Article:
What documents will the bankruptcy trustee request before my 341 hearing?

You will have to provide documents to the bankruptcy trustee before the 341 hearing. Learn more.

In both Chapter 7 and Chapter 13 bankruptcy, the debtor must attend a meeting called the 341 hearing or the meeting of creditors. The bankruptcy trustee presides over the meeting. You must provide certain documents either before or at the meeting of creditors. Some of those documents are required by law, some by the procedures in place in your district, some by the trustee’s preference, and others by the particular circumstances in your case.

(Learn more about the meeting of creditors and the bankruptcy trustee's role at the meeting.)

Documents Required By Law

Bankruptcy law requires that you provide the following documents:

Last tax return. You must provide a copy of your last tax return filed to the bankruptcy trustee at least seven days prior to the date set for your creditors meeting. This requirement is strictly enforced. Generally, your 341 hearing will not go forward if you do not comply, in advance, and your case could be dismissed.

Identification documents. The trustee must verify your identity and your social security number at the creditors meeting by reviewing certain documentation. Consequently, you will be asked to bring a government issued identification card containing a photograph and proof of your social security number to the creditors meeting.

  • A driver’s license or a passport will satisfy the first requirement.
  • Your original social security card is the best method to satisfy the second, although some trustees may accept a tax return or a letter from the Internal Revenue Service or the Social Security Administration containing the number. This varies greatly between districts and trustees. If you intend to bring anything other than your original social security card to the 341 hearing, you should check with the trustee’s office before you go to make sure your document is satisfactory to the trustee.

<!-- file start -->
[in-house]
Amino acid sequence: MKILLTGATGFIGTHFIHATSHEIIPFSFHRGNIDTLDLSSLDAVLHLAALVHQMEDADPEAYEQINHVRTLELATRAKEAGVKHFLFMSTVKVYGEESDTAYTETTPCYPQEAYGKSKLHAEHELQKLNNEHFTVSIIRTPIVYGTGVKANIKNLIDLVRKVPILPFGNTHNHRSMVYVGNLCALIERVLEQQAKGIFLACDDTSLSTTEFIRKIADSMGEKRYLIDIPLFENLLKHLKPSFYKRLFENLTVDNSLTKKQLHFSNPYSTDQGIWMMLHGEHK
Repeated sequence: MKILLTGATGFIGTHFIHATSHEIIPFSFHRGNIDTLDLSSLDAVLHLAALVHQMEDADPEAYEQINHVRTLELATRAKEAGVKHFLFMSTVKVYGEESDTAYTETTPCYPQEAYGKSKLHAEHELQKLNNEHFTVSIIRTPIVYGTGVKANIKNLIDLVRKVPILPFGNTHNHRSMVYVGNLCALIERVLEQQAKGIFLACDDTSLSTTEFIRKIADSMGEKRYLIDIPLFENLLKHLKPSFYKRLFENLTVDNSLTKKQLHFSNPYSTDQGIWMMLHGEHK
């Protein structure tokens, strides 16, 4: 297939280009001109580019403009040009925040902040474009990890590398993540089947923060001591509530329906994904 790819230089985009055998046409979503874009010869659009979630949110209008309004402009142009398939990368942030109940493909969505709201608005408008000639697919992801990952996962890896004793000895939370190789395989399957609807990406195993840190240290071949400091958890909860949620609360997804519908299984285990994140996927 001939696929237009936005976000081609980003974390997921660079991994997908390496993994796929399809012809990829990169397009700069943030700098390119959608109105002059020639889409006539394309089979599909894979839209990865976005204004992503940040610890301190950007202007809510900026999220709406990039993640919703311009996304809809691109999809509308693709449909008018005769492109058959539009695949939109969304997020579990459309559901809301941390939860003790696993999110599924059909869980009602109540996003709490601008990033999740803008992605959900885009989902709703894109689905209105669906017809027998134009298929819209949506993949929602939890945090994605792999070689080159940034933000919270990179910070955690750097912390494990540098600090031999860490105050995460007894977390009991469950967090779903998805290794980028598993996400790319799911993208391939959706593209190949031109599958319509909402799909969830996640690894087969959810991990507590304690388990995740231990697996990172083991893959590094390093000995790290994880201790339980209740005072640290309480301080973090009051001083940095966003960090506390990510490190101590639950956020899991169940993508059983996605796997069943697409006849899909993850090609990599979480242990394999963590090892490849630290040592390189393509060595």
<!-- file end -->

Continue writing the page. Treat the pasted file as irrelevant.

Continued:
Failing to provide your last filed tax return to the trustee at least seven days prior to the 341 hearing, bringing documents to the 341 hearing which do not satisfy the identity verification requirement, or not providing documents at all will result in the 341 hearing being continued or your case being dismissed.

Additional Requests by the Trustee and Debtor's Duty to Cooperate

Some trustees have standardized lists of documents that the debtor must provide prior to the 341 hearing, while other trustees limit their requests to items that they feel require clarification or verification. While the bankruptcy law does not identify these specific documents, it does provide that it is the debtor's duty to turn over documents to and cooperate with the trustee. If you fail to comply with your obligations, the court could deny your discharge or dimiss your case.

Documents Commonly Requested by the Trustee

Trustees often request any or all of the following:

  • tax returns for you or your business interests
  • bank statements
  • deeds to properties and titles to cars
  • insurance policies and riders
  • closing statements and other sale documents
  • documentation relating to transfers of real or personal property
  • trust documents
  • domestic support orders
  • business inventories, balance sheets, and profit and loss statements
  • investment or retirement account statements
  • credit card statements
  • financing contracts
  • marital settlement agreements and/or divorce judgments
  • prenuptual or antenuptual agreements
  • shareholder agreements, partnership agreements, and LLC operating agreements
  • stock certificates
  • leases, and
  • title certificates.

Talk to a Bankruptcy Lawyer

Need professional help? Start here.

How it Works

  1. Briefly tell us about your case
  2. Provide your contact information
  3. Choose attorneys to contact you
Swipe to view more

Get debt relief now.

We've helped 205 clients find attorneys today.

How It Works

  1. Briefly tell us about your case
  2. Provide your contact information
  3. Choose attorneys to contact you